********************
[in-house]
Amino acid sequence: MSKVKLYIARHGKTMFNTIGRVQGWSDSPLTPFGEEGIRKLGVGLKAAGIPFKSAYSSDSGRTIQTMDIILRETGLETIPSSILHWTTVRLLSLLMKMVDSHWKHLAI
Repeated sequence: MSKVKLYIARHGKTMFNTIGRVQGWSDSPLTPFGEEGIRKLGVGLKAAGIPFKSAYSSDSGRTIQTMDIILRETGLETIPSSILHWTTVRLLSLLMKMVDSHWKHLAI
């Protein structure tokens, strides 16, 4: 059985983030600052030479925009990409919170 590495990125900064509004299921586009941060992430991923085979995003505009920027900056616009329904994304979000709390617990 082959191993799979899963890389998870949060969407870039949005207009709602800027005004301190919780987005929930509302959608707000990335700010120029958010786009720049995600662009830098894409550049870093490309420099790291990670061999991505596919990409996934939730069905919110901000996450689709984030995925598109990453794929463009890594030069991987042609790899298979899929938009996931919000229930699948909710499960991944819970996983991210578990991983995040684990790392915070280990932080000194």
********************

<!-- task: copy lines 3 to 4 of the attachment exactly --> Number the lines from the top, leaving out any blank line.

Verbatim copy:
Repeated sequence: MSKVKLYIARHGKTMFNTIGRVQGWSDSPLTPFGEEGIRKLGVGLKAAGIPFKSAYSSDSGRTIQTMDIILRETGLETIPSSILHWTTVRLLSLLMKMVDSHWKHLAI
């Protein structure tokens, strides 16, 4: 059985983030600052030479925009990409919170 590495990125900064509004299921586009941060992430991923085979995003505009920027900056616009329904994304979000709390617990 082959191993799979899963890389998870949060969407870039949005207009709602800027005004301190919780987005929930509302959608707000990335700010120029958010786009720049995600662009830098894409550049870093490309420099790291990670061999991505596919990409996934939730069905919110901000996450689709984030995925598109990453794929463009890594030069991987042609790899298979899929938009996931919000229930699948909710499960991944819970996983991210578990991983995040684990790392915070280990932080000194």